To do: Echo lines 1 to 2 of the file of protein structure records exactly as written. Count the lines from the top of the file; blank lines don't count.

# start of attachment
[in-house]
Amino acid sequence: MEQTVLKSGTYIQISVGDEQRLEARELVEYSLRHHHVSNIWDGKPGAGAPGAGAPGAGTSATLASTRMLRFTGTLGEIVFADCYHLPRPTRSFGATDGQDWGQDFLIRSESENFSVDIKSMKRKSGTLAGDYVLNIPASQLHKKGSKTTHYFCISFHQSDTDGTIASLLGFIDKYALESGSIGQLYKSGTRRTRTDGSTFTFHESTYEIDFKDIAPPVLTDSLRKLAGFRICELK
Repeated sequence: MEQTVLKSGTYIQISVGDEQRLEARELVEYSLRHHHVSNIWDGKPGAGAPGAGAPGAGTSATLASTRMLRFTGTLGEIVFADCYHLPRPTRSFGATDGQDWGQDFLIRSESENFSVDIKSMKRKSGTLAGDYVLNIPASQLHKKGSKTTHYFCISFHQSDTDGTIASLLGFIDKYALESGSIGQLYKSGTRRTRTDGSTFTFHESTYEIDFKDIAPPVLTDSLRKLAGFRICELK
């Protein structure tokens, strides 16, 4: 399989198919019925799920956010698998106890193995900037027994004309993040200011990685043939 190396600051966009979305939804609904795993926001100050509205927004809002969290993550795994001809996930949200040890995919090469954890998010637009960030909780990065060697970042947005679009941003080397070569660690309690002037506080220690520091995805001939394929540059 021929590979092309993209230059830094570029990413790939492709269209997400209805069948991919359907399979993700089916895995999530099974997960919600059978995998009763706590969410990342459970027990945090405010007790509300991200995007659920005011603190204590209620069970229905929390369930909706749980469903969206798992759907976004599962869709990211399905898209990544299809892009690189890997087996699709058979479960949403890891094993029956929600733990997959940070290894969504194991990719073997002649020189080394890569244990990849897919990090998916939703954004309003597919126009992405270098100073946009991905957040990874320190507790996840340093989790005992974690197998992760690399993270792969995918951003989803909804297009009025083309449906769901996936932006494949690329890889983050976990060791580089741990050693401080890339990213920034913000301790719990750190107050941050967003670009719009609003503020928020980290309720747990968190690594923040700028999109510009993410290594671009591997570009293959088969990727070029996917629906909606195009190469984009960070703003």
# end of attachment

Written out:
[in-house]
Amino acid sequence: MEQTVLKSGTYIQISVGDEQRLEARELVEYSLRHHHVSNIWDGKPGAGAPGAGAPGAGTSATLASTRMLRFTGTLGEIVFADCYHLPRPTRSFGATDGQDWGQDFLIRSESENFSVDIKSMKRKSGTLAGDYVLNIPASQLHKKGSKTTHYFCISFHQSDTDGTIASLLGFIDKYALESGSIGQLYKSGTRRTRTDGSTFTFHESTYEIDFKDIAPPVLTDSLRKLAGFRICELK